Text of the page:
ZeroCarbonMA applauds the Massachusetts State Legislature, in particular Senator Mike Barrett and Representative Jeff Roy, for including a clause allowing 10 municipalities to enact so-called gas bans that forbid the installation of new fossil fuel infrastructure in new buildings and significant renovations. The clause will be included in the state legislature’s upcoming climate bill.
The gas ban provision was tethered to a need that municipalities achieve any of many affordable housing standards, such as meeting the 10% affordable housing level provided by Chapter 40B, in order to enact a gas ban. This condition was a result of a last-minute compromise.
It is the required decision. According to Jesse Gray, the author of Brookline’s 2019 gas ban, this progress is desperately needed in light of the developing federal deadlock, which includes a Supreme Court that has started to undermine the EPA and a United States Senate controlled by fossil fuel interests.
It is the just decision. According to Wendy Stahl, a doctor and member of the Brooklines Zero Emissions Advisory Board, low- and middle-income neighborhoods are more exposed to health-harming air pollution and experience more health effects as a result than other communities. Both indoor and outdoor hazardous vapors are released by gas-burning appliances. For instance, gas appliances continue to release harmful chemicals even when they are not in use, and gas cooking is linked to a 42 percent rise in the prevalence of asthma in children. With all-electric building, these undesirable effects can be minimized.
It is the prudent financial decision. According to architect Lisa Cunningham, a co-founder of ZeroCarbonMA, all-electric buildings have construction costs that are comparable to or lower than gas and significantly lower than other fossil fuel sources. These buildings also have lower life cycle costs, lower operational costs, and lower emissions, and they produce significantly better indoor and outdoor air quality as well as better health outcomes. It makes no sense to develop new fossil fuel infrastructure that we will have to pay for twice to install and then to tear out at a considerably greater cost than building it right the first time, but we must move quickly to decarbonize and electrify our current buildings.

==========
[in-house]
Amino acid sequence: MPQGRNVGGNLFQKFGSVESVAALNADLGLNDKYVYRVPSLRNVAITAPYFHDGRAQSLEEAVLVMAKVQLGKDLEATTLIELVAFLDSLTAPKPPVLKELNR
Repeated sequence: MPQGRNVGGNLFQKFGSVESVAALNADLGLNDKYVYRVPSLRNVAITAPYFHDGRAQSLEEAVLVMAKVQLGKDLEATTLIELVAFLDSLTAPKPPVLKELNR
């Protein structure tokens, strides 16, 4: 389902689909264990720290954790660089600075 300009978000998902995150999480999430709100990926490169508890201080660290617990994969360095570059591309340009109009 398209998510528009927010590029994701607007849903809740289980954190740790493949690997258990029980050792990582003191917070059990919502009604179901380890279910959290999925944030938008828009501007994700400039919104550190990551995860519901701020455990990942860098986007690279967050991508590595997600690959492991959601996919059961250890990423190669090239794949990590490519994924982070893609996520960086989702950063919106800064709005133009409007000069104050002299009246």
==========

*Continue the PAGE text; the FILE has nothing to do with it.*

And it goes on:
It is a wise decision. According to David Mendels, a co-founder of ZeroCarbonMA, this clause emphasizes the expanding number of communities taking action to outlaw fossil fuel infrastructure, most recently Washington, DC. It marks the beginning of a new period in the history of the climate, one in which real climate action is accelerating rapidly in cities and towns, putting pressure on states to meaningfully solve our climate catastrophe.
Representative Tommy Vitolo, who represents Brookline, stated that advocates, technical experts, and lawmakers collaborated to create legislation that gives towns more resources to combat climate change. The supply for the ten towns is a great illustration of what we can accomplish when we work together to find practical answers to pressing issues.
When the original clause was put out a few months earlier, local bans had been enacted in five Massachusetts communities. However, five more communities have passed them in the months thereafter. Acton, Aquinnah, Arlington, Brookline, Concord, Cambridge, Lexington, Lincoln, Newton, and West Tisbury are the 10 Massachusetts towns that have so far passed bans. Seven of these localities seem to satisfy the compromise language’s need for affordable housing.
Although many additional towns are working to pass similar restrictions, this new clause will only allow ten to do so. This law is crucial because Attorney General and front-runner for governor Maura Healey has stated that she will not permit such municipal bans without the Commonwealth’s approval.
To start approaching meeting our MA and Federal objectives of 50% reduction by 2030 and net-zero by 2050, we must begin weaning ourselves off of polluting and unhealthy gas, oil, and other fossil fuels. Banning fossil fuels in new construction is a crucial first step in this process.
The world is currently experiencing an apocalyptic heat wave, which is disproportionately harming those who are most vulnerable, such as LMI communities and BIPOC. ZeroCarbonMA commends the State Legislature and the leadership of Senator Mike Barrett and Representative Jeff Roy for coming to an agreement to take this modest but crucial first step toward enabling at least some municipalities to begin enacting sensible legislation that enjoys broad public support. Now that this legislation has received strong support not just in these towns but across the Commonwealth, we implore Governor Baker to sign it. We will continue to work with the State Legislature to develop more effective laws, but we must act with far greater urgency to confront our climate issue. Our future is in jeopardy.
Thanks to AA1
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